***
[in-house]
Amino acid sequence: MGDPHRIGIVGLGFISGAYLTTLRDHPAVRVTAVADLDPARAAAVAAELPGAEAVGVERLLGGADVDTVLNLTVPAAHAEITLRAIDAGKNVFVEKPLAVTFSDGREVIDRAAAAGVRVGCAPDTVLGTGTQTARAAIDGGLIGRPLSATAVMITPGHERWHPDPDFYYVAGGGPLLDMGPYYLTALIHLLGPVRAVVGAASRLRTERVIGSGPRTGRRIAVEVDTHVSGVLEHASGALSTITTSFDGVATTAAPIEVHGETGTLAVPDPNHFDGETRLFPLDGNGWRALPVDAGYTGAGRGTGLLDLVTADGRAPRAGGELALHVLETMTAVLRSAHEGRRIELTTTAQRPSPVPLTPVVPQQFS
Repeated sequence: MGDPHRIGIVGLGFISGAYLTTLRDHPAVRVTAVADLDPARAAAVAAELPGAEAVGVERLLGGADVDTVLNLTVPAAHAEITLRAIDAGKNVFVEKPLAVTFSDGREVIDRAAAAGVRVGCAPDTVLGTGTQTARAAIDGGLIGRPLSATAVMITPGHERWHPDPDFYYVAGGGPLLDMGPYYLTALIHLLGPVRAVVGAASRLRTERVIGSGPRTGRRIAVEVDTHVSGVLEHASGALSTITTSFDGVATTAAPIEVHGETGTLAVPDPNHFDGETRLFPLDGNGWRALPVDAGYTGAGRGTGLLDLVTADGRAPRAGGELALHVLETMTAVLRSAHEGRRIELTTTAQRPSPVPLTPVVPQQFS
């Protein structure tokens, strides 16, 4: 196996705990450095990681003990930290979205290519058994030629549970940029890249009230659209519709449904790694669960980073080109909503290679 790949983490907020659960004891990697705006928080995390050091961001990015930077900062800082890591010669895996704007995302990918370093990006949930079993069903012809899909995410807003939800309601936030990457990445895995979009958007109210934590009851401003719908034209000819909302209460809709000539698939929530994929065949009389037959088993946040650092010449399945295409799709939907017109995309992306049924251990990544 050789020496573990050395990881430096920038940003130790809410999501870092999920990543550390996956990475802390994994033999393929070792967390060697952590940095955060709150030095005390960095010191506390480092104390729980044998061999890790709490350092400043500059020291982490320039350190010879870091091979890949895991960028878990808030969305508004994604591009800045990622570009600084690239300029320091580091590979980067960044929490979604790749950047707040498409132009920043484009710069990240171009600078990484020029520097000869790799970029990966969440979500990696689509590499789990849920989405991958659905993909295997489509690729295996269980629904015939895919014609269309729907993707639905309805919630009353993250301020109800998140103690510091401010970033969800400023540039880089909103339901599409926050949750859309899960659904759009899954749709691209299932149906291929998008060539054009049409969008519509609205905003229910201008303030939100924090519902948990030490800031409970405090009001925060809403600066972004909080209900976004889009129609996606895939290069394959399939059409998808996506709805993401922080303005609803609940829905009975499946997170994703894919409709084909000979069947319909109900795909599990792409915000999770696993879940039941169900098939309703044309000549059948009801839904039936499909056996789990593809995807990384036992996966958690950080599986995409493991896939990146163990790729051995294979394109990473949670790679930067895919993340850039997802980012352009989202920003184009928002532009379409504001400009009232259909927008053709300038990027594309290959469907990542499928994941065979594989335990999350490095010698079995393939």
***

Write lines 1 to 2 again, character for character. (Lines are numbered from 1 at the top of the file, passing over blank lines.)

[in-house]
Amino acid sequence: MGDPHRIGIVGLGFISGAYLTTLRDHPAVRVTAVADLDPARAAAVAAELPGAEAVGVERLLGGADVDTVLNLTVPAAHAEITLRAIDAGKNVFVEKPLAVTFSDGREVIDRAAAAGVRVGCAPDTVLGTGTQTARAAIDGGLIGRPLSATAVMITPGHERWHPDPDFYYVAGGGPLLDMGPYYLTALIHLLGPVRAVVGAASRLRTERVIGSGPRTGRRIAVEVDTHVSGVLEHASGALSTITTSFDGVATTAAPIEVHGETGTLAVPDPNHFDGETRLFPLDGNGWRALPVDAGYTGAGRGTGLLDLVTADGRAPRAGGELALHVLETMTAVLRSAHEGRRIELTTTAQRPSPVPLTPVVPQQFS